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Welcome to our marine newsletter for July 2018. In this edition, we look at a series of recent court decisions of interest to many actors in the maritime sector and examine FOSFA's revised Arbitration Rules, as well as at the advantages of mediation over costly litigation. We also review recommended preventative measures released by the US Department of Homeland Security and the FBI, in light of recent Russian cyber-attacks on organisations in various sectors, including marine.
On March 15, 2018, the Department of Homeland Security (DHS) and the Federal Bureau of Investigation (FBI) released a joint Technical Alert on Russian government cyber activity targeting organizations in the energy, marine, aviation and other manufacturing sectors. This Technical Alert seeks to educate network defenders and enhance their ability to identify and reduce exposure to malicious activity.
Not every shipping dispute needs to end up in costly litigation. For companies wishing to maintain a commercial relationship, mediation provides a viable and increasingly popular alternative. The features that make it attractive include: speed of process; comparative lower cost; privacy and confidentiality; flexible procedures; relationship preservation; and ultimately, a good settlement success rate.
Following on from their review of the standard form Oilseed and Soyabean contracts at the end of last year, the Federation of Oils, Seeds and Fats Association (FOSFA) has published revised Arbitration Rules (the 2018 Rules). The 2018 Rules will apply to disputes arising out of contracts incorporating FOSFA arbitration entered into from 1 April 2018 onwards. Read more.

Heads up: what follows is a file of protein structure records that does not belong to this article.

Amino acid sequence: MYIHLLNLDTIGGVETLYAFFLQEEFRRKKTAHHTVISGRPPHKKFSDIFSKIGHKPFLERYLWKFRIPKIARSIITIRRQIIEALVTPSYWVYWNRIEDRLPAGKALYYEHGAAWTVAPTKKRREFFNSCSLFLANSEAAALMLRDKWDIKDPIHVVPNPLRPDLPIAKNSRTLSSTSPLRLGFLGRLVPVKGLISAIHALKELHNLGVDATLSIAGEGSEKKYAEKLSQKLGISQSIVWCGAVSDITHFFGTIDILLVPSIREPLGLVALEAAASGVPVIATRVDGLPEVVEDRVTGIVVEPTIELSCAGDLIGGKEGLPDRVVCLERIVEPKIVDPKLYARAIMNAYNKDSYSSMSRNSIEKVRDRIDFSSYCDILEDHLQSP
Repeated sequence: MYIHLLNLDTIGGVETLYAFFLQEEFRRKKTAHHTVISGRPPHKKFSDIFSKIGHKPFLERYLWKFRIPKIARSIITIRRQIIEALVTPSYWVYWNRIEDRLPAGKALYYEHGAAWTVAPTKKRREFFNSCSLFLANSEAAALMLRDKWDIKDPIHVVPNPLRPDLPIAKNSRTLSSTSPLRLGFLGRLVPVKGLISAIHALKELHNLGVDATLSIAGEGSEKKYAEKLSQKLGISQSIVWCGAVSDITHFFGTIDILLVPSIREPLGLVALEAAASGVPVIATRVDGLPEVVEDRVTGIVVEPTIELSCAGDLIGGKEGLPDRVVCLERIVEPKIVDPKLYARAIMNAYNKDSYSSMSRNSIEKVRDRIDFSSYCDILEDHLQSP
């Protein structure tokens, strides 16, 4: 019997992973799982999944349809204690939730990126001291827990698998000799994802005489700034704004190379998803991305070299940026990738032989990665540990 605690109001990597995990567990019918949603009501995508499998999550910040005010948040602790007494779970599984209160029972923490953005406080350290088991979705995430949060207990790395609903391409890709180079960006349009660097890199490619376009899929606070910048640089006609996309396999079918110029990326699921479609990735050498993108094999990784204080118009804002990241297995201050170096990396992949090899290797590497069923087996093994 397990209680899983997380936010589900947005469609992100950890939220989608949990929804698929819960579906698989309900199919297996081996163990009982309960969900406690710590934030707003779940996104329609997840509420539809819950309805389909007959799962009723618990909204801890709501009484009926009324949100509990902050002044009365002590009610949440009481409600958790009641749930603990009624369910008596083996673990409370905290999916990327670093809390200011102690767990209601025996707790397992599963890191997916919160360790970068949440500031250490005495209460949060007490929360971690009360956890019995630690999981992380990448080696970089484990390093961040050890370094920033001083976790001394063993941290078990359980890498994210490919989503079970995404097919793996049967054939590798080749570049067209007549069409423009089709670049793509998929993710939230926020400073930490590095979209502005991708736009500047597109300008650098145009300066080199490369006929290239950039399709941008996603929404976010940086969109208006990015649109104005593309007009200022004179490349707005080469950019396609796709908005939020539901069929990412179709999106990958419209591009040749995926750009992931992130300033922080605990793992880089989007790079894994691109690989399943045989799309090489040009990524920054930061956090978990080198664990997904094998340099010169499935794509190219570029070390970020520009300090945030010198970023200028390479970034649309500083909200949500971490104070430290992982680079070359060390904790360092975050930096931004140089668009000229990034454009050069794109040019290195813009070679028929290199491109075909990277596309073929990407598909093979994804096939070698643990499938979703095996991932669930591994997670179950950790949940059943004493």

This case was an appeal on a question of law, under s.69 of the Arbitration Act 1996, regarding the interpretation of a provision in the Inter-Club New York Produce Exchange Agreement (ICA) and the corresponding distribution of liability between owners and charterers for a cargo claim. The key issue was the meaning of "similar amendment making the master responsible for cargo handling" in clause (8)(b) of the ICA. Read more.
It is not unusual for a seller of goods to raise a credit note to their buyer, in respect of goods that are received in a damaged condition, as a result of the failure by a carrier to properly and carefully carry the goods. However, in this situation, it is often the buyer/receiver who has contractual title to sue under the bill of lading, and it is likely, however, that the buyer/receiver has not suffered any loss, because it has been reimbursed by the seller. The implications this may have for title to sue in cargo recovery claims were recently considered by the English High Court in the case of Sevylor Shipping and Trading Corp v Altfadul Company for Foods, Fruits & Livestock & Another (2018). Read more.
In the recent case of Uniteam Marine Shipping GMBH v MS “United Tenorio” Schiffahrtsgesellschaft (2018), the High Court had to determine whether six materially identical crew management agreements on an amended BIMCO Crewman B form (the Contracts) were terminated pursuant to clause 14 (Duration of the Agreement) or clause 15 (Termination) of the contracts.
Piecemeal Regulation Hinders the Adoption of Green Technologies
Written by Conte Cicala and Mike Jacob of Pacific Merchant Shipping Association
All Risks – No Cover for Non-Existent Cargo
Written by Simon Culhane and William Melbourne
BIMCO Adopts New Bunker Terms 2018
Written by James Kennedy
Court Denies Security for Costs to Protect Claimants
Written by Fanos Theophani and Natalie Johnston
Package or Unit Limitation under the Hague-Visby Rules
Written by Simon Culhane and Sophie Grant
The “ACONCAGUA BAY” – Court Clarifies the Meaning of an “Always Accessible” Berth
Written by Jessica Maitra and Olga Kasatkina
BARECON 2017: What’s new?
Written by Nick Austin and Chris Moxon